A set screw pushing against a round shaft indeed has very limited power transmission potential. One common tactic is to grind or mill a flat
(also called a detent
) on the shaft of a width at least the set screw's contact diameter. Alternatively, a dimple
can be drilled into the shaft to use the set screw partially as a pin, in shear. This method is not adjustable along the shaft (which could be a good thing, depending on the application), and a small set screw will once again be a very poor pin.
The tip of an average set screw is much smaller than the body thread - typically, it's "cup" or "point" shaped, which is supposed to allow it to dig strongly into a shaft. Problem is, when it does slip because it's still relying on surface deformations of the shaft, it will inevitably gouge up the shaft. One way I've used to get around this is to grind the point of the screw totally flat, such that it is almost as large in diameter as the thread. Fine-threaded set screws can approach the outer diameter more (Image 5). A secure set screw fit would be tightening this flatted tip against the flatted portion of the shaft.
The more the set screw contact diameter approaches the width of the flat, the more the whole setup approximates a D-shaft (Image 6), another shape used in industry commonly which is reliable. (Did you know that "1994 and newer Mustang" is a shaft shape
Image 7 is a picture of one of the large set screws used in my 30lb combat robot Uberclocker's main lifting arm setup. Images 8 through 10 depict more giant-set-screw creations of mine.
Note that set screws are used in industry, but just very conservatively due to their less predictable wear characteristics than keys and splines. A good article that has some rules of thumb for industrial set screw use in machines is here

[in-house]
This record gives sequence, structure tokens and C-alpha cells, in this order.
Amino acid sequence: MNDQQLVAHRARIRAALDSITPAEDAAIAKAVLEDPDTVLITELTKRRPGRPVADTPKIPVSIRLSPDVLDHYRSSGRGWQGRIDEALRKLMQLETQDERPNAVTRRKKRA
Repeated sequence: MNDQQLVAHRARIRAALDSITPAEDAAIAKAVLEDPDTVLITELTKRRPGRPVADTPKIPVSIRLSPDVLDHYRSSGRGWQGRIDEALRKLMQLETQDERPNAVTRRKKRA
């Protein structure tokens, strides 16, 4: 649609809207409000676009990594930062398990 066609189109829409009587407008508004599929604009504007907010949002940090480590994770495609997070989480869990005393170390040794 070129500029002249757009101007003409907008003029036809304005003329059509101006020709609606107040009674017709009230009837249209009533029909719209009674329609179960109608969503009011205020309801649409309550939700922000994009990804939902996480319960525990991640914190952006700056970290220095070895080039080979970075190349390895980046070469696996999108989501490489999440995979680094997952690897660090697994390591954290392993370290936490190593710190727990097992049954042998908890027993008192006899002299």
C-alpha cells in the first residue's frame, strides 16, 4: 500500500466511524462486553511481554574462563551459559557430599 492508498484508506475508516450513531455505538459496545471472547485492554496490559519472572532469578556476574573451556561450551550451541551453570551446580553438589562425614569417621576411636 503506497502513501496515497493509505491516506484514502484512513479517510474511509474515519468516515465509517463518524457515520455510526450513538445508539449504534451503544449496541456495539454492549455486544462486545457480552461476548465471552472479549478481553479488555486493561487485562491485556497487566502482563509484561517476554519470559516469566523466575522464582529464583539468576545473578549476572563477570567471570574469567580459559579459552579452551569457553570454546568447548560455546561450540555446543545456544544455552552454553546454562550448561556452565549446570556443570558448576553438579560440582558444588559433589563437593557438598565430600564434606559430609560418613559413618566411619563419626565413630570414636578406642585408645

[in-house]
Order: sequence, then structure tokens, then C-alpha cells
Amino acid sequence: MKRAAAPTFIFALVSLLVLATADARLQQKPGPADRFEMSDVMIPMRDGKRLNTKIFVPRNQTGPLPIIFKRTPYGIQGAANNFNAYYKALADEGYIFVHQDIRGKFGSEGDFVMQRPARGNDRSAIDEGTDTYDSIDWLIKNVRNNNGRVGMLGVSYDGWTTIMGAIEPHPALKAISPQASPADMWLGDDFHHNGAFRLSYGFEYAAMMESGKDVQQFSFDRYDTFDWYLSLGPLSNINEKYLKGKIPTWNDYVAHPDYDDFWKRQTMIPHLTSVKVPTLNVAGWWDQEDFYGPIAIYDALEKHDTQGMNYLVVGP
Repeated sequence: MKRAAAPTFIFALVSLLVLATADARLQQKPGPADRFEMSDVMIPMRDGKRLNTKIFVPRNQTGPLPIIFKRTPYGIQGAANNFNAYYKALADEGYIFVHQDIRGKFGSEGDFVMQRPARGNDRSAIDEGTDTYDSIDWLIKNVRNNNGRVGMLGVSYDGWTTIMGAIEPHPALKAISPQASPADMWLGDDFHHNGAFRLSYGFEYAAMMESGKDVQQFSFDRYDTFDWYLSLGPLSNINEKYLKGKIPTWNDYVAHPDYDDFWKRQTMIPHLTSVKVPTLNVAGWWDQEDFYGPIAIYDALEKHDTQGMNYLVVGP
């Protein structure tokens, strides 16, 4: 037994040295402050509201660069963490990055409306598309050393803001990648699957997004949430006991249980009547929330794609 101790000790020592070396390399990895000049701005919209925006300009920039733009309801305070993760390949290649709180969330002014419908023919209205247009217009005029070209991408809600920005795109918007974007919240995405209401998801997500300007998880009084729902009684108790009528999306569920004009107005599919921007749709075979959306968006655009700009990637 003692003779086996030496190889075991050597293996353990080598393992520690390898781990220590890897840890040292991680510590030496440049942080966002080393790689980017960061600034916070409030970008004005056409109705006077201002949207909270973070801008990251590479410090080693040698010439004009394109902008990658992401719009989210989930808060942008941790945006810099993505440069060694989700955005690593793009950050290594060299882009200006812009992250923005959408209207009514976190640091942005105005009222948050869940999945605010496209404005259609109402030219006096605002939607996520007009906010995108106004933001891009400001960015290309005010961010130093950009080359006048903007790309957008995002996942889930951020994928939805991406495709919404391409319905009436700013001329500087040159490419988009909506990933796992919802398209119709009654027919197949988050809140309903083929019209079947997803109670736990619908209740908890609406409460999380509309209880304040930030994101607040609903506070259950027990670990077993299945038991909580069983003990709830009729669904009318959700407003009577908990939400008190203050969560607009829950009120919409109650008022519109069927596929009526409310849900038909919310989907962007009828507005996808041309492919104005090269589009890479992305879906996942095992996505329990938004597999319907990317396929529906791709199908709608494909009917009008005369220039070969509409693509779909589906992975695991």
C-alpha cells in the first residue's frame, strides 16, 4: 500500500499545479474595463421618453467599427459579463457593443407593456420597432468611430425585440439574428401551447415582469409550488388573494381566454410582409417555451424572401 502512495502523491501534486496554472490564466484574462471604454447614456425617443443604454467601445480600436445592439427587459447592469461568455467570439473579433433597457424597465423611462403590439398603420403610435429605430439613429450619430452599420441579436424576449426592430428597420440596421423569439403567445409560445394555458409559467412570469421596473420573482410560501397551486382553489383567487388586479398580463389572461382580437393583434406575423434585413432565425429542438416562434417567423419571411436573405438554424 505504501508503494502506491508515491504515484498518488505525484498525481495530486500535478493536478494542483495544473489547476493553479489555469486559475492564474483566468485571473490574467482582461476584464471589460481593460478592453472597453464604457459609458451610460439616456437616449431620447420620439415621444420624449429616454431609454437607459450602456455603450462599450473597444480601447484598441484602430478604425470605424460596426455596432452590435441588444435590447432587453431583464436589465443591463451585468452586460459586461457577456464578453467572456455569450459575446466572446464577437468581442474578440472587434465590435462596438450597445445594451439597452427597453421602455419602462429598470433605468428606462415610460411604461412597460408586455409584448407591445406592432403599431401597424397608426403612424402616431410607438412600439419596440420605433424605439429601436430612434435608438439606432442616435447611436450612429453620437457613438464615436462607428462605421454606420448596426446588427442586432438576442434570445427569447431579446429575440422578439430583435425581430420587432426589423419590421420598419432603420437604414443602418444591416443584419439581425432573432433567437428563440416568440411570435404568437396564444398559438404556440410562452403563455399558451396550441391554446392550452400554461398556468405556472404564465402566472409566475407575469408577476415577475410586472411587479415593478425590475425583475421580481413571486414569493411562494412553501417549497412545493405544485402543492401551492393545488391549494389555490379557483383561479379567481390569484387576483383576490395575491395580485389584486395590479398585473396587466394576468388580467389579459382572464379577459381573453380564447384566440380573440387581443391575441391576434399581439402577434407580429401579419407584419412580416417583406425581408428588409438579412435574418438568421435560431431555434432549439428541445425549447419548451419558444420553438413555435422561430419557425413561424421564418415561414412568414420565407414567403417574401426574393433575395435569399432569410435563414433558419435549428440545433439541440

. Common Set Screw Coupling Products
Luckily, we live in the age of maker-plenty. A few years ago I would have had to devise a custom set screw hub solution for many of my smaller robots, but these days set screw hubs can be freely purchased from the likes of Pololu
(who seems to have an entire quick building system
available), among others. These are likely most useful for your average sumo-bot, design contest bot, 3D printer, or bouncy hexapod
. Or a very bizzare Arduino case.
For larger systems, though, such solutions are not yet freely available, and due to the availability of industrial drive products, may not be warranted except for custom solutions. Clamp Hubs and Shaft Collars
If point-forces and focused stresses aren't your thing, another method is to use a circular clamp type attachment. I've historically used this most to couple shafts of different diameters together, but it can also be used for gears, pulleys, etc. with slit bores that can be squeezed. In fact, a very popular precision power transmission component hub style is "clamp hub
One of my favorite recent development is the mounting-flange shaft collar
. An example is in image 13. These are literally shaft collars which have tapped holes in a circle. I've used these extensively to adapt larger linkages like Chibikart's steering linkage to shafts, and I'm thrilled they exist.
Unfortunately they only come in "large", meaning 1/2" and up. The real flange type is also very expensive - a cheaper type is the "face mount" kind
,, which is a little suboptimal in terms of hole placement but still useful. The hole style is a #10 counterbore, but with a 1/4"-20 thread. The reasoning being you can use it as a #10 through-hole (threads in your part) and have a flush face with a standard socket cap screw, or use the 1/4"-20 threads instead.
On these, it's important to tighten the flange holes after
tightening the collar, because otherwise the friction of the flange holes would prevent the collar from tightening properly. The flange holes in your part would also need to be a loose oversize fit in order to account for the small amount of radial motion the holes will go through once the collar is tightened. The "real flange" avoids these problems by having the clamping portion separate from the mounting circle.
You can generate your own face mount style collars from inexpensive one- and two-piece clamping shaft collars by drilling into the sides, to get odd or metric sizes.
These funky shaft collars are available on McMaster
, along with many dozens of other types of shaft collars. Be imaginative!
For your small implements, ServoCity has many clamp type hubs and collars too.